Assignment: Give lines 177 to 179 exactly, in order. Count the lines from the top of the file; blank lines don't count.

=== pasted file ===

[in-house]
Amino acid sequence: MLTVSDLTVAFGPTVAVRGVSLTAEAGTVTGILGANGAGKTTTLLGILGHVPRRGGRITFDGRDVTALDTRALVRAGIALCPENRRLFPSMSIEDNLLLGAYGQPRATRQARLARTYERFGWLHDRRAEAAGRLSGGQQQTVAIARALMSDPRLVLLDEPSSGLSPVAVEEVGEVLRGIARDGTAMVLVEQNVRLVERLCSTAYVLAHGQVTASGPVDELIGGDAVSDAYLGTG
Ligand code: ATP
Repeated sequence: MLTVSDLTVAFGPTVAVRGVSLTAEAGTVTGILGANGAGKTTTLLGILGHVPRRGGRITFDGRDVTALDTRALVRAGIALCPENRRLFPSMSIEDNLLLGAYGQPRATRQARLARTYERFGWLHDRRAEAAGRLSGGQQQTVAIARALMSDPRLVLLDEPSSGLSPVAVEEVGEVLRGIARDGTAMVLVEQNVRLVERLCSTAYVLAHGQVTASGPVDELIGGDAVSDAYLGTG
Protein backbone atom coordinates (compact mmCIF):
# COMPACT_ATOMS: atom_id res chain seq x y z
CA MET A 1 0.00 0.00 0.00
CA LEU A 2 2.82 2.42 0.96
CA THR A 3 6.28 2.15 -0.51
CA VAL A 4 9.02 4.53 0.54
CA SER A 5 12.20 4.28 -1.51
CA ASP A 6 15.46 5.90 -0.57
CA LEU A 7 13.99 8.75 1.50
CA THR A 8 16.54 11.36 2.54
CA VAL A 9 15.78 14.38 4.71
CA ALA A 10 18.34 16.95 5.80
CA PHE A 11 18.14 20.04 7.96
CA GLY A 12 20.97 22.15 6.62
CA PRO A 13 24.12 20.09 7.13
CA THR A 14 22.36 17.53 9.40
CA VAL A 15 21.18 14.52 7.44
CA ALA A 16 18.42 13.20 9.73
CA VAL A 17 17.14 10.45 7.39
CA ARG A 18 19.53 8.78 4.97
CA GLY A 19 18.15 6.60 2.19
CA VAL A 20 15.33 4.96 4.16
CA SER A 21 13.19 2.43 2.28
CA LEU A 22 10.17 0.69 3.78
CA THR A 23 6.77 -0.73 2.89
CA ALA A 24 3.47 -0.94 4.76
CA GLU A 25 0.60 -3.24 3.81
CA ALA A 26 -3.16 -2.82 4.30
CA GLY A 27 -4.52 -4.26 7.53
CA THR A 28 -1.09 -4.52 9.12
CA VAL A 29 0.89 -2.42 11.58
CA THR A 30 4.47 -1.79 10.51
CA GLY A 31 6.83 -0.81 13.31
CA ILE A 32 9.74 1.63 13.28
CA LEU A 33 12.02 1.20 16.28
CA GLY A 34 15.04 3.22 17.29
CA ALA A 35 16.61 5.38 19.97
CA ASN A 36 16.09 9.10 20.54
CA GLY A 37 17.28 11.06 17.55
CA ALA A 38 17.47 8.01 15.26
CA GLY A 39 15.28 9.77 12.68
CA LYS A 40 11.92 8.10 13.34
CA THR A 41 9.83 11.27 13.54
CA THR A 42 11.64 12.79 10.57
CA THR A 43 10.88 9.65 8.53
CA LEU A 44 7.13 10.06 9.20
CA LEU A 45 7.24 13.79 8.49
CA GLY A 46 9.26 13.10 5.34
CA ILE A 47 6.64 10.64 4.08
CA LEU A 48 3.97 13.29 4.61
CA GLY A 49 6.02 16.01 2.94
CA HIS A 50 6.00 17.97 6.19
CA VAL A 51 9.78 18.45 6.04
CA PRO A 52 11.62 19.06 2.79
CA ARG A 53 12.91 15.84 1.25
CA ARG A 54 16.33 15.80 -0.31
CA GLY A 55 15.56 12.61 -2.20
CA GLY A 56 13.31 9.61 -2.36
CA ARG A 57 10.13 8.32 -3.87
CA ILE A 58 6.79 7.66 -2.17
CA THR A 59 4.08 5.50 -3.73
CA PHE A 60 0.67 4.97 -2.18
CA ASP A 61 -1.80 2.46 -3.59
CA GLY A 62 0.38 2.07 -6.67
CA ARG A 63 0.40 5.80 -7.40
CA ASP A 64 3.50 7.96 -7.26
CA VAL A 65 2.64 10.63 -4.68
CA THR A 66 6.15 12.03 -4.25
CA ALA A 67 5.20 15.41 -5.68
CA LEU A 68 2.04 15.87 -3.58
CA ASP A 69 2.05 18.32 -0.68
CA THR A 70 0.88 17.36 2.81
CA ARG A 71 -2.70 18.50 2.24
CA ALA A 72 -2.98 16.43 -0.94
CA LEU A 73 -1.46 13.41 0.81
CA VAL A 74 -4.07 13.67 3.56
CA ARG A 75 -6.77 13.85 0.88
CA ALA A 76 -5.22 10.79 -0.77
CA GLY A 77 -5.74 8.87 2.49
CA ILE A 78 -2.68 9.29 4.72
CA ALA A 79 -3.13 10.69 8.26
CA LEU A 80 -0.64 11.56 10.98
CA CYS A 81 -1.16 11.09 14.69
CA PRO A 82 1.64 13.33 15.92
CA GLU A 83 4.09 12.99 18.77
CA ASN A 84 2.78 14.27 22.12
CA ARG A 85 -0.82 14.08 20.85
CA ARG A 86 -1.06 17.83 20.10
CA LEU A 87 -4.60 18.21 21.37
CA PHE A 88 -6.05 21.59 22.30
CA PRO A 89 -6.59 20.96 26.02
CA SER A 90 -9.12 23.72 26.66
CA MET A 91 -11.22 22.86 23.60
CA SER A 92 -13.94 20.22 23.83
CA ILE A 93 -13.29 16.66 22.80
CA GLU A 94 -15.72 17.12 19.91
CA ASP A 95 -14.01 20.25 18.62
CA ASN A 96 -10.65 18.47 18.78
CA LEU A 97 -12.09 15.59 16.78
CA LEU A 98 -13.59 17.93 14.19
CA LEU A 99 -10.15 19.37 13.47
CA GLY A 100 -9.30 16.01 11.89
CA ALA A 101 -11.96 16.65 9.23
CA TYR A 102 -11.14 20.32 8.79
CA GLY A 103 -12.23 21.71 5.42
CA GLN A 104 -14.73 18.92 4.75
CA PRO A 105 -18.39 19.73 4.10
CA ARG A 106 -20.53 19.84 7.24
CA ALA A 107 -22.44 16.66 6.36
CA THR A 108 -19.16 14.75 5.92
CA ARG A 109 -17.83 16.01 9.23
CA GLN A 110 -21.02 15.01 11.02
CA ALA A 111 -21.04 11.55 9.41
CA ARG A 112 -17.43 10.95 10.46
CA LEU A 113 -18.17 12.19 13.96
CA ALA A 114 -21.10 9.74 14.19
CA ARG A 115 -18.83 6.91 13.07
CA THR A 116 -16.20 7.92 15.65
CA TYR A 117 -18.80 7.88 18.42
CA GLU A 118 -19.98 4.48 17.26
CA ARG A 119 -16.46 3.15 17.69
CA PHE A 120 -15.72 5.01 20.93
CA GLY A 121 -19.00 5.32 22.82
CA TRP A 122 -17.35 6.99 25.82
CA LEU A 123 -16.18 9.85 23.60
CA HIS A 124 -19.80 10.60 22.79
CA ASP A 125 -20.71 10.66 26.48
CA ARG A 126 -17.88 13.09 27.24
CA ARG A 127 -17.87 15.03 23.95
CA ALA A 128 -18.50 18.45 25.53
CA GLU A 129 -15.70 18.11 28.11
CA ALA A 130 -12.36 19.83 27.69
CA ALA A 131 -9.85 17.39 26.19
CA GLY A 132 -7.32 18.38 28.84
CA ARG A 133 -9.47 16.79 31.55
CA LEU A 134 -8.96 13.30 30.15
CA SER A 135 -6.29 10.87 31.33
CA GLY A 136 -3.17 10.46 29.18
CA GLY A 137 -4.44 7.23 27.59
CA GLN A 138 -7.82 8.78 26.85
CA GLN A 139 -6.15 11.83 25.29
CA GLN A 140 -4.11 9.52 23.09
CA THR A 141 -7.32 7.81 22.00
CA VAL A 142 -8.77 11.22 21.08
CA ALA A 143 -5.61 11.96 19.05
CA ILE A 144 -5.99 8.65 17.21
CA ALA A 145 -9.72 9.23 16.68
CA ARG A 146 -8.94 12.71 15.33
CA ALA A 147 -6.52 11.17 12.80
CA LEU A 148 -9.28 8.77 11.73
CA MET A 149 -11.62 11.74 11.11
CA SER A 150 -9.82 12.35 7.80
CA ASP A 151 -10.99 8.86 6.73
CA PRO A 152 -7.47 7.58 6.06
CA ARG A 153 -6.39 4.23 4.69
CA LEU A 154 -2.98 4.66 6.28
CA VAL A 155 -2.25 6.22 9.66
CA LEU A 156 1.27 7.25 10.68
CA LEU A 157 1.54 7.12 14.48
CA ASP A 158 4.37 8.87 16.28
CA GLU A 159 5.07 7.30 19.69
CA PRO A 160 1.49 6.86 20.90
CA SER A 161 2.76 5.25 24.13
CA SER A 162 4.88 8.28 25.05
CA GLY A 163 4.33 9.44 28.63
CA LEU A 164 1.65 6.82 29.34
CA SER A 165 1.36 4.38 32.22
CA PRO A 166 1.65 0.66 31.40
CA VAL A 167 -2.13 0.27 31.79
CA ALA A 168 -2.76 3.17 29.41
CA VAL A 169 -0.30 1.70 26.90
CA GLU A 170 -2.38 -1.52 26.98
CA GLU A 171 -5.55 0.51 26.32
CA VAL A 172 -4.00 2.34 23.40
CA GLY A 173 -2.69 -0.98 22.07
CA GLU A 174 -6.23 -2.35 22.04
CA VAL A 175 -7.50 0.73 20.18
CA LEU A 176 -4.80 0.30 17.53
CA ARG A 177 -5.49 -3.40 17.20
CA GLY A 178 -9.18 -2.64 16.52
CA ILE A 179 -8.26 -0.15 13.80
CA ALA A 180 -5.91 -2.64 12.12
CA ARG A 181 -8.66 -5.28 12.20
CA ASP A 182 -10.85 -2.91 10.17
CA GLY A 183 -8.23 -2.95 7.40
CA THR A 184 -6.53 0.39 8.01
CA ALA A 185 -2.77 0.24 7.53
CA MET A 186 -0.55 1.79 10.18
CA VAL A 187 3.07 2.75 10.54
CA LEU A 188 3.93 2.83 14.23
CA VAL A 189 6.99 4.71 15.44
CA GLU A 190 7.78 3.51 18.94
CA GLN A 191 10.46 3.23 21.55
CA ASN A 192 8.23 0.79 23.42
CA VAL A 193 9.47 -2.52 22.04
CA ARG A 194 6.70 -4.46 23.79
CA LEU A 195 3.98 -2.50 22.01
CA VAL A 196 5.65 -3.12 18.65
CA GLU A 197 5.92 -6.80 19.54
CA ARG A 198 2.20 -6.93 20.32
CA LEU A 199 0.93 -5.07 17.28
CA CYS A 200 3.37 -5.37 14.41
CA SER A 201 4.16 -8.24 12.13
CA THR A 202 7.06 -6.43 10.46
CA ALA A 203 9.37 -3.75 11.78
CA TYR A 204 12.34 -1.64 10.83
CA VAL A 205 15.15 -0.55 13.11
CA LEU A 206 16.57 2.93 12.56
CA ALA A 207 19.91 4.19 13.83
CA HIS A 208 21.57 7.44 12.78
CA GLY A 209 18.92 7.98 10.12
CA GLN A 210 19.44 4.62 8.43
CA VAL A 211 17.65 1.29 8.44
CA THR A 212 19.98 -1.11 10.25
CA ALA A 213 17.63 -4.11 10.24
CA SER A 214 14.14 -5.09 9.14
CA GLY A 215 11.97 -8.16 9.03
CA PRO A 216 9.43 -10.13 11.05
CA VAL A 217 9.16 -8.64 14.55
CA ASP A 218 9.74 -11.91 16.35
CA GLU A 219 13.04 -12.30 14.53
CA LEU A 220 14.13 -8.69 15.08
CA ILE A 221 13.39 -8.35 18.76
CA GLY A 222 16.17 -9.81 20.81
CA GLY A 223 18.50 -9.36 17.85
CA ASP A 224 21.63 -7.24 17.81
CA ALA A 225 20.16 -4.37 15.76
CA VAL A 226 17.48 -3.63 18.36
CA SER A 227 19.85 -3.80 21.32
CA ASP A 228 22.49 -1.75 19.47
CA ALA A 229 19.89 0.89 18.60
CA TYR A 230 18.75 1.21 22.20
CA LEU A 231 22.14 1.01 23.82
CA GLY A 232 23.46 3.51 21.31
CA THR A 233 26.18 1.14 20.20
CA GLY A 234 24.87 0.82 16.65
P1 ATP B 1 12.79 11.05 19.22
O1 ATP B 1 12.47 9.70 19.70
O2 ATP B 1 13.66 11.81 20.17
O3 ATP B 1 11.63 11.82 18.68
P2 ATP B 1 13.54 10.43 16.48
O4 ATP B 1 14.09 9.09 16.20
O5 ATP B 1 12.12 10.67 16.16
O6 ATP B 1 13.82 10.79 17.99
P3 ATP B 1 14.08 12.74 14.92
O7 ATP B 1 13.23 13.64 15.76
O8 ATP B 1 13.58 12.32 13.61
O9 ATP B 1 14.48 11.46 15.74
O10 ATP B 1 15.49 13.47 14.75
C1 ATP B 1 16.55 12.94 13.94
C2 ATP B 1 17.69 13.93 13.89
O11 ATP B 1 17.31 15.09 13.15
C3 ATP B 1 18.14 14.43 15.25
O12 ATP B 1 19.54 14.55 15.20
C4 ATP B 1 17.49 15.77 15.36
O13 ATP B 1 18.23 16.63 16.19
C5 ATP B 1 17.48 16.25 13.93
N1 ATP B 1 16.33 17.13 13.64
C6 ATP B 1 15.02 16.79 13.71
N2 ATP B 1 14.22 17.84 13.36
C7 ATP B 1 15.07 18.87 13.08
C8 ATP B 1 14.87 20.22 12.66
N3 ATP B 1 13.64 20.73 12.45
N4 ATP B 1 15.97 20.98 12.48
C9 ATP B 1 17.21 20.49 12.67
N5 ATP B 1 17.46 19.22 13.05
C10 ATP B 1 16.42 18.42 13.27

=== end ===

CA GLU A 171 -5.55 0.51 26.32
CA VAL A 172 -4.00 2.34 23.40
CA GLY A 173 -2.69 -0.98 22.07